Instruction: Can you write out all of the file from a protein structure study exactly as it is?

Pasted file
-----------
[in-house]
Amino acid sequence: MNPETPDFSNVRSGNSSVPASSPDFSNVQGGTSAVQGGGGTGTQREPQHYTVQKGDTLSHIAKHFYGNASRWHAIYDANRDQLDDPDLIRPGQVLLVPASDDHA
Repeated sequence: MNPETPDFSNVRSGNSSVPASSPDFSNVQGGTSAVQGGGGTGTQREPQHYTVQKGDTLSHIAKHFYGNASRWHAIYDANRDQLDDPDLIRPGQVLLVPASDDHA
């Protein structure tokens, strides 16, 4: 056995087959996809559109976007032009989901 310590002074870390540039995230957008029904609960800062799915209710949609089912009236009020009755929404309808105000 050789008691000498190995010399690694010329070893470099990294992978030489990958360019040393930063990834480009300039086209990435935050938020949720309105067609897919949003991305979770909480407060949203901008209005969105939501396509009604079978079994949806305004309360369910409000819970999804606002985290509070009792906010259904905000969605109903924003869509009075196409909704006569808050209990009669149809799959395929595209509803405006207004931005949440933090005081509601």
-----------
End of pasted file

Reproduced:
[in-house]
Amino acid sequence: MNPETPDFSNVRSGNSSVPASSPDFSNVQGGTSAVQGGGGTGTQREPQHYTVQKGDTLSHIAKHFYGNASRWHAIYDANRDQLDDPDLIRPGQVLLVPASDDHA
Repeated sequence: MNPETPDFSNVRSGNSSVPASSPDFSNVQGGTSAVQGGGGTGTQREPQHYTVQKGDTLSHIAKHFYGNASRWHAIYDANRDQLDDPDLIRPGQVLLVPASDDHA
């Protein structure tokens, strides 16, 4: 056995087959996809559109976007032009989901 310590002074870390540039995230957008029904609960800062799915209710949609089912009236009020009755929404309808105000 050789008691000498190995010399690694010329070893470099990294992978030489990958360019040393930063990834480009300039086209990435935050938020949720309105067609897919949003991305979770909480407060949203901008209005969105939501396509009604079978079994949806305004309360369910409000819970999804606002985290509070009792906010259904905000969605109903924003869509009075196409909704006569808050209990009669149809799959395929595209509803405006207004931005949440933090005081509601």